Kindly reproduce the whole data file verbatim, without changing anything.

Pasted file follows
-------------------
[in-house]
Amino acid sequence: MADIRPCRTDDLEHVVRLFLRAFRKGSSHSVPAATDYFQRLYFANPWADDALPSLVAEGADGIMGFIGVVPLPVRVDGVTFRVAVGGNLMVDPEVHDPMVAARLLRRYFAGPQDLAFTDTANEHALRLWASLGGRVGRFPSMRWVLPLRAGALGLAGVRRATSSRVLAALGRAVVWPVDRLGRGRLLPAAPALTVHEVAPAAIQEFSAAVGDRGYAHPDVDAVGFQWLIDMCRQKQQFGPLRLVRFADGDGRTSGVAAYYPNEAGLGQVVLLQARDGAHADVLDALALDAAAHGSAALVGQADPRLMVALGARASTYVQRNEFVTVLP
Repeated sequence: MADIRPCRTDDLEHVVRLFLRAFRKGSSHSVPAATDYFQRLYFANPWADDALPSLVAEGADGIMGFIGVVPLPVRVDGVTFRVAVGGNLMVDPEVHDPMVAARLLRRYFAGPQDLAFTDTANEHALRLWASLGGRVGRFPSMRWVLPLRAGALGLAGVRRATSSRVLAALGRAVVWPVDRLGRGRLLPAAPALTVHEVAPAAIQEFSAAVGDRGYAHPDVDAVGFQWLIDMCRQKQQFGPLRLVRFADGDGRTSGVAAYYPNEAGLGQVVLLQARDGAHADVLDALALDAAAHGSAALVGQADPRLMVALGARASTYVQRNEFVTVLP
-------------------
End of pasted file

[in-house]
Amino acid sequence: MADIRPCRTDDLEHVVRLFLRAFRKGSSHSVPAATDYFQRLYFANPWADDALPSLVAEGADGIMGFIGVVPLPVRVDGVTFRVAVGGNLMVDPEVHDPMVAARLLRRYFAGPQDLAFTDTANEHALRLWASLGGRVGRFPSMRWVLPLRAGALGLAGVRRATSSRVLAALGRAVVWPVDRLGRGRLLPAAPALTVHEVAPAAIQEFSAAVGDRGYAHPDVDAVGFQWLIDMCRQKQQFGPLRLVRFADGDGRTSGVAAYYPNEAGLGQVVLLQARDGAHADVLDALALDAAAHGSAALVGQADPRLMVALGARASTYVQRNEFVTVLP
Repeated sequence: MADIRPCRTDDLEHVVRLFLRAFRKGSSHSVPAATDYFQRLYFANPWADDALPSLVAEGADGIMGFIGVVPLPVRVDGVTFRVAVGGNLMVDPEVHDPMVAARLLRRYFAGPQDLAFTDTANEHALRLWASLGGRVGRFPSMRWVLPLRAGALGLAGVRRATSSRVLAALGRAVVWPVDRLGRGRLLPAAPALTVHEVAPAAIQEFSAAVGDRGYAHPDVDAVGFQWLIDMCRQKQQFGPLRLVRFADGDGRTSGVAAYYPNEAGLGQVVLLQARDGAHADVLDALALDAAAHGSAALVGQADPRLMVALGARASTYVQRNEFVTVLP